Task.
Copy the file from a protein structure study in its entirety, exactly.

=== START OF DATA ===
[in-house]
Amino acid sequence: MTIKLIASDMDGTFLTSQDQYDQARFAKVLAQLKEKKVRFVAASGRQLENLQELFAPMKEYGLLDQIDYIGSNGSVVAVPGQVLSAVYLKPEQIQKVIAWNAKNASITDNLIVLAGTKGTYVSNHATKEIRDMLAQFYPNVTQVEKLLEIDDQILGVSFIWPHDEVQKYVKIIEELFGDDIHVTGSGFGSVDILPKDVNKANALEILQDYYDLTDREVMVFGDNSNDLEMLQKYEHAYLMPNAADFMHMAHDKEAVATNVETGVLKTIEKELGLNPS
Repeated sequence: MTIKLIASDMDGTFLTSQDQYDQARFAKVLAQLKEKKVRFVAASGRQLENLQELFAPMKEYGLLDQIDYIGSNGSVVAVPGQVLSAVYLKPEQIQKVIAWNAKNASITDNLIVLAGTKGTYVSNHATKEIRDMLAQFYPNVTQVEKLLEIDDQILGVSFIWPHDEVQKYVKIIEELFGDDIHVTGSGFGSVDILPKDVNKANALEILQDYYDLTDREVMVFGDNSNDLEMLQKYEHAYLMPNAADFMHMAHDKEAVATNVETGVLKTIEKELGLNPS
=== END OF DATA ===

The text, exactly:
[in-house]
Amino acid sequence: MTIKLIASDMDGTFLTSQDQYDQARFAKVLAQLKEKKVRFVAASGRQLENLQELFAPMKEYGLLDQIDYIGSNGSVVAVPGQVLSAVYLKPEQIQKVIAWNAKNASITDNLIVLAGTKGTYVSNHATKEIRDMLAQFYPNVTQVEKLLEIDDQILGVSFIWPHDEVQKYVKIIEELFGDDIHVTGSGFGSVDILPKDVNKANALEILQDYYDLTDREVMVFGDNSNDLEMLQKYEHAYLMPNAADFMHMAHDKEAVATNVETGVLKTIEKELGLNPS
Repeated sequence: MTIKLIASDMDGTFLTSQDQYDQARFAKVLAQLKEKKVRFVAASGRQLENLQELFAPMKEYGLLDQIDYIGSNGSVVAVPGQVLSAVYLKPEQIQKVIAWNAKNASITDNLIVLAGTKGTYVSNHATKEIRDMLAQFYPNVTQVEKLLEIDDQILGVSFIWPHDEVQKYVKIIEELFGDDIHVTGSGFGSVDILPKDVNKANALEILQDYYDLTDREVMVFGDNSNDLEMLQKYEHAYLMPNAADFMHMAHDKEAVATNVETGVLKTIEKELGLNPS